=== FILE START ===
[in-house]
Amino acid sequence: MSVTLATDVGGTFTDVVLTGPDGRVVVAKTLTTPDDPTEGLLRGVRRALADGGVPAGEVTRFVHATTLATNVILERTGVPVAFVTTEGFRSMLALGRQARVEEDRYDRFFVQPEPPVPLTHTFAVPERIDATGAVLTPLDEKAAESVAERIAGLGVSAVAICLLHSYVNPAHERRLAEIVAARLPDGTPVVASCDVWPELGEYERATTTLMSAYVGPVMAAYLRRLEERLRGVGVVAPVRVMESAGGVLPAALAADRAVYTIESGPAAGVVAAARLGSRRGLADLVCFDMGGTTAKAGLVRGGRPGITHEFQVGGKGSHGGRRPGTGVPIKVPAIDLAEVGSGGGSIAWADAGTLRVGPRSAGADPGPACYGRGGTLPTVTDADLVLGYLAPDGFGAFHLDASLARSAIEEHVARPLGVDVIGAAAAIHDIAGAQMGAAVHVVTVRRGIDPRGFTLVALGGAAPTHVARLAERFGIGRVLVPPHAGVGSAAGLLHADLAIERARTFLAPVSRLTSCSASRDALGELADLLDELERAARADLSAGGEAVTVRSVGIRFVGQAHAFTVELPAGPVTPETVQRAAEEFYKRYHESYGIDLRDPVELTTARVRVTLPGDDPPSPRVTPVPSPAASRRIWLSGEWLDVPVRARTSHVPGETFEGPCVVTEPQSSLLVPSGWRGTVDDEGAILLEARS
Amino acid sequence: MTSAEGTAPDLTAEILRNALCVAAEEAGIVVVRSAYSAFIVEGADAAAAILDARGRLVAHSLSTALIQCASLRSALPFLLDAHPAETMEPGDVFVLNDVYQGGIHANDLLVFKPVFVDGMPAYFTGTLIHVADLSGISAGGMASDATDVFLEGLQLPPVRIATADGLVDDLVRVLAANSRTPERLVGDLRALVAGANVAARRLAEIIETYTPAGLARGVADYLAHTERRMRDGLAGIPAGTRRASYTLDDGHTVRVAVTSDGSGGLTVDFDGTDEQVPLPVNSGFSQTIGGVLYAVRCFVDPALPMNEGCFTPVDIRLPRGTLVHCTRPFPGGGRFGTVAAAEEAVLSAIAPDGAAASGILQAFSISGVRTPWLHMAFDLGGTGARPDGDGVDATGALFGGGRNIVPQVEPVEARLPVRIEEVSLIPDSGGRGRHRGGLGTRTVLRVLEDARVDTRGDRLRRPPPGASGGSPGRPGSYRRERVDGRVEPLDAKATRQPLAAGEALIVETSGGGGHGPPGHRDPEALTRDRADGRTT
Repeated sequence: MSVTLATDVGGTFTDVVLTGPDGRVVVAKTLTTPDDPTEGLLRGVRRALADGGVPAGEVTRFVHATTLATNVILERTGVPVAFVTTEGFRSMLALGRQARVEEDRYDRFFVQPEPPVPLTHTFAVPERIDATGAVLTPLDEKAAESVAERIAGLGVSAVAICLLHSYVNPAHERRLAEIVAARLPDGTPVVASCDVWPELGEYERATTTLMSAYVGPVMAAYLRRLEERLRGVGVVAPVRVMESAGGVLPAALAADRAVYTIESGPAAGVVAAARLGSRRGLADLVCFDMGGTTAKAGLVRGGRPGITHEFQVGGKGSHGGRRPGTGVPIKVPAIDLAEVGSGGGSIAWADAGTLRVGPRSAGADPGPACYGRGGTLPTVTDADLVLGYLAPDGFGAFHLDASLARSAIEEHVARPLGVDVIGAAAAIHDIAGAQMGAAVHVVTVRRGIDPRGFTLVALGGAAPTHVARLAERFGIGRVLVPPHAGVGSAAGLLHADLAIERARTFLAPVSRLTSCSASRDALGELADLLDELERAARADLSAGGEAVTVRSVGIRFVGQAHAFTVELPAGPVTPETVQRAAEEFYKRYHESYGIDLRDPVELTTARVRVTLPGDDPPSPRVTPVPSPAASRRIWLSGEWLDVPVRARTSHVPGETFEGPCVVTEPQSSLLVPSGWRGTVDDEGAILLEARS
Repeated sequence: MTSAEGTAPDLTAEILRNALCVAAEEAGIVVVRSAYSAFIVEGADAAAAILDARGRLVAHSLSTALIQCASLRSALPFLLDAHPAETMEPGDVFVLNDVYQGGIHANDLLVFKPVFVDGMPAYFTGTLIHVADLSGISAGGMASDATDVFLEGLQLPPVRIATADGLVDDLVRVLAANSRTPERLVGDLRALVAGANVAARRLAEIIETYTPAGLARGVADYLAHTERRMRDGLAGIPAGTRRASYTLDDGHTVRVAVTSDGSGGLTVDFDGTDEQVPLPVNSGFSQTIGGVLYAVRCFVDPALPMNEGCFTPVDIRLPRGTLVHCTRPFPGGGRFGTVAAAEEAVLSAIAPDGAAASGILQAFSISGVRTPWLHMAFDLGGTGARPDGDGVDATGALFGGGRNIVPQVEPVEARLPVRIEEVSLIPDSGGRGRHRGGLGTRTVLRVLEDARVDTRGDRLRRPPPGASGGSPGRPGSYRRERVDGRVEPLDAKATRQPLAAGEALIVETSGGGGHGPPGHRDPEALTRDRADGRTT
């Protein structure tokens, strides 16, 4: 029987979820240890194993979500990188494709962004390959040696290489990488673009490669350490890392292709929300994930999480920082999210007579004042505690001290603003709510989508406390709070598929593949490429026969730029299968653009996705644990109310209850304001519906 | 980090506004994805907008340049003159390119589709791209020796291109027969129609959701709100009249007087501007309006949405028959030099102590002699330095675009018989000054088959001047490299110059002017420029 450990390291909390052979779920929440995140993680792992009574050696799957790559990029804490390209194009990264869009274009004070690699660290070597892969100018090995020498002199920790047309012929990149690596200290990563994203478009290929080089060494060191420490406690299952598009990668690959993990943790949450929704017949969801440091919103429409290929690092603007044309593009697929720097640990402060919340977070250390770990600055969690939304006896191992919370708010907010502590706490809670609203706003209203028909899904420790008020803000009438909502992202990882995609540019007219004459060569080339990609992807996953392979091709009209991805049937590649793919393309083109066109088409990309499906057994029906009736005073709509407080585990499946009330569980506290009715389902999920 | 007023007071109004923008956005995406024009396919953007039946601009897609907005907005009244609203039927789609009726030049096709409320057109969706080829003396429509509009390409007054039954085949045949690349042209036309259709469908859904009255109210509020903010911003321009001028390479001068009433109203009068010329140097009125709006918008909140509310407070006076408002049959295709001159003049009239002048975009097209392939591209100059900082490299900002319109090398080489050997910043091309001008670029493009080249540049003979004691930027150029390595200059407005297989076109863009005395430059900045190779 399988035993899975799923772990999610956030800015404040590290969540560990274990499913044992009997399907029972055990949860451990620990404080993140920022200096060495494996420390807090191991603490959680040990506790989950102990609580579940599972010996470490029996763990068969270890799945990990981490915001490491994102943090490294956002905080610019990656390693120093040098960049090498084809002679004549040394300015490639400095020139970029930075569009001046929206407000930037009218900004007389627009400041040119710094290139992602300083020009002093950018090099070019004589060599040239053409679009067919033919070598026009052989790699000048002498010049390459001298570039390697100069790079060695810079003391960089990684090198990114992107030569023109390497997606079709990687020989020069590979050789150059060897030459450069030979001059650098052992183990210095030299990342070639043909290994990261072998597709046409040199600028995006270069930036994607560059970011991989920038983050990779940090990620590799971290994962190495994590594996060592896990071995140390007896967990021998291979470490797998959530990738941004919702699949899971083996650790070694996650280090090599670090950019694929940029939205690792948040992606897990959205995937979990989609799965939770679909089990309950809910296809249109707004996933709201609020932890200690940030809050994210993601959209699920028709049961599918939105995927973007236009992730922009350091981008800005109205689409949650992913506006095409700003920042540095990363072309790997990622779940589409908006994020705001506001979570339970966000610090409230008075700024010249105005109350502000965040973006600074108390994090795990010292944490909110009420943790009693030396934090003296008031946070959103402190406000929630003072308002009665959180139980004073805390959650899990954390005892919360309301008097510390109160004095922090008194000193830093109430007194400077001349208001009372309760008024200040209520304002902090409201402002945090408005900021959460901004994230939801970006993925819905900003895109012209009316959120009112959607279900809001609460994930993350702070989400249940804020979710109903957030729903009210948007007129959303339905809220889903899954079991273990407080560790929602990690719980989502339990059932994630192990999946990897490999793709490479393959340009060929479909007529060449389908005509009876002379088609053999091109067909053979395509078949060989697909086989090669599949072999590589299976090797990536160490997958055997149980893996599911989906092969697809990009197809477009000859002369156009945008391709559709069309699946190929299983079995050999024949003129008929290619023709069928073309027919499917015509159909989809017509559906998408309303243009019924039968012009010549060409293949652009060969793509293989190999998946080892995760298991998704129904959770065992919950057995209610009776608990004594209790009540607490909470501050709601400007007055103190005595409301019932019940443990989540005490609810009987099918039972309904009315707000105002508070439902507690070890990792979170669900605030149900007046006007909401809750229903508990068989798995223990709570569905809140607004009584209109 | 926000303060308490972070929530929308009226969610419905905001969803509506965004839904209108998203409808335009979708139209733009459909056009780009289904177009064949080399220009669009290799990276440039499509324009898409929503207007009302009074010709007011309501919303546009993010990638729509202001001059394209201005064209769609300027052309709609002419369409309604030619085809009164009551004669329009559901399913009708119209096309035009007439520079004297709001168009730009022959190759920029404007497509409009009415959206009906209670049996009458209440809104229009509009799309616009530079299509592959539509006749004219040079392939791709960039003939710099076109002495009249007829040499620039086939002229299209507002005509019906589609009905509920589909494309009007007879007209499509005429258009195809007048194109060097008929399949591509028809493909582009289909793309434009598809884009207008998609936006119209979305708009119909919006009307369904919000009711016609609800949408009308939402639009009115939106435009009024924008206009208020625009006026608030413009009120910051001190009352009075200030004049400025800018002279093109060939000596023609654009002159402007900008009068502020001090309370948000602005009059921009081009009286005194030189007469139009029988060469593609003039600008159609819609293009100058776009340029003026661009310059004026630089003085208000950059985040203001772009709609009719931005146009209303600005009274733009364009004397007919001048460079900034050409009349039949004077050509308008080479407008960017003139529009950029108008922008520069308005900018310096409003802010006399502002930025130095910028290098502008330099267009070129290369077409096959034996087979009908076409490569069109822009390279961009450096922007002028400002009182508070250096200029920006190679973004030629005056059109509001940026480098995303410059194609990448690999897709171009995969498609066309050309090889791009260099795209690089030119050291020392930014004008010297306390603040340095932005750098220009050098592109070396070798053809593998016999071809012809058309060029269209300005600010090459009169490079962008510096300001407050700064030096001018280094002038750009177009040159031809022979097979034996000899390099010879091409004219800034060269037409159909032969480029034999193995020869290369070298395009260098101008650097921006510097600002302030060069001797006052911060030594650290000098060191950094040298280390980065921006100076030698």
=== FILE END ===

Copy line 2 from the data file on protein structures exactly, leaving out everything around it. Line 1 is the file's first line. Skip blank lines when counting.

Amino acid sequence: MSVTLATDVGGTFTDVVLTGPDGRVVVAKTLTTPDDPTEGLLRGVRRALADGGVPAGEVTRFVHATTLATNVILERTGVPVAFVTTEGFRSMLALGRQARVEEDRYDRFFVQPEPPVPLTHTFAVPERIDATGAVLTPLDEKAAESVAERIAGLGVSAVAICLLHSYVNPAHERRLAEIVAARLPDGTPVVASCDVWPELGEYERATTTLMSAYVGPVMAAYLRRLEERLRGVGVVAPVRVMESAGGVLPAALAADRAVYTIESGPAAGVVAAARLGSRRGLADLVCFDMGGTTAKAGLVRGGRPGITHEFQVGGKGSHGGRRPGTGVPIKVPAIDLAEVGSGGGSIAWADAGTLRVGPRSAGADPGPACYGRGGTLPTVTDADLVLGYLAPDGFGAFHLDASLARSAIEEHVARPLGVDVIGAAAAIHDIAGAQMGAAVHVVTVRRGIDPRGFTLVALGGAAPTHVARLAERFGIGRVLVPPHAGVGSAAGLLHADLAIERARTFLAPVSRLTSCSASRDALGELADLLDELERAARADLSAGGEAVTVRSVGIRFVGQAHAFTVELPAGPVTPETVQRAAEEFYKRYHESYGIDLRDPVELTTARVRVTLPGDDPPSPRVTPVPSPAASRRIWLSGEWLDVPVRARTSHVPGETFEGPCVVTEPQSSLLVPSGWRGTVDDEGAILLEARS